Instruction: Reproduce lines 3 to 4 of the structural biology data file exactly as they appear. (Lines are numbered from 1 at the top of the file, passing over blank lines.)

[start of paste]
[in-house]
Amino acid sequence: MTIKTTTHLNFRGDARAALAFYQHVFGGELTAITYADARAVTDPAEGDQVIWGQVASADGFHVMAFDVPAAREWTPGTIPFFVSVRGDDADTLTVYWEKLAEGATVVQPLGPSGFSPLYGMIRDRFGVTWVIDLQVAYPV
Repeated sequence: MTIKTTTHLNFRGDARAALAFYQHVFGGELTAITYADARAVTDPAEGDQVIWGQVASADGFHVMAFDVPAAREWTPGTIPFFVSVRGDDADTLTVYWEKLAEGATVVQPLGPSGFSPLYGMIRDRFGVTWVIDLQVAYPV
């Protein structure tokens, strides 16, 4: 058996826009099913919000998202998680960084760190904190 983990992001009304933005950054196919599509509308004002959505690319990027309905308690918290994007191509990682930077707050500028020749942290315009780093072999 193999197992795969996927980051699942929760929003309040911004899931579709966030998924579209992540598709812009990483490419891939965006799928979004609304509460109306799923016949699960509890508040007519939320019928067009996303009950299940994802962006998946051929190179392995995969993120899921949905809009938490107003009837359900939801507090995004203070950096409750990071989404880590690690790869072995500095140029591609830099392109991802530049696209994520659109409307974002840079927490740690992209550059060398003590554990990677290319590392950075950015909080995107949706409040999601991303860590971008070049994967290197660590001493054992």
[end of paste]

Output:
Repeated sequence: MTIKTTTHLNFRGDARAALAFYQHVFGGELTAITYADARAVTDPAEGDQVIWGQVASADGFHVMAFDVPAAREWTPGTIPFFVSVRGDDADTLTVYWEKLAEGATVVQPLGPSGFSPLYGMIRDRFGVTWVIDLQVAYPV
């Protein structure tokens, strides 16, 4: 058996826009099913919000998202998680960084760190904190 983990992001009304933005950054196919599509509308004002959505690319990027309905308690918290994007191509990682930077707050500028020749942290315009780093072999 193999197992795969996927980051699942929760929003309040911004899931579709966030998924579209992540598709812009990483490419891939965006799928979004609304509460109306799923016949699960509890508040007519939320019928067009996303009950299940994802962006998946051929190179392995995969993120899921949905809009938490107003009837359900939801507090995004203070950096409750990071989404880590690690790869072995500095140029591609830099392109991802530049696209994520659109409307974002840079927490740690992209550059060398003590554990990677290319590392950075950015909080995107949706409040999601991303860590971008070049994967290197660590001493054992």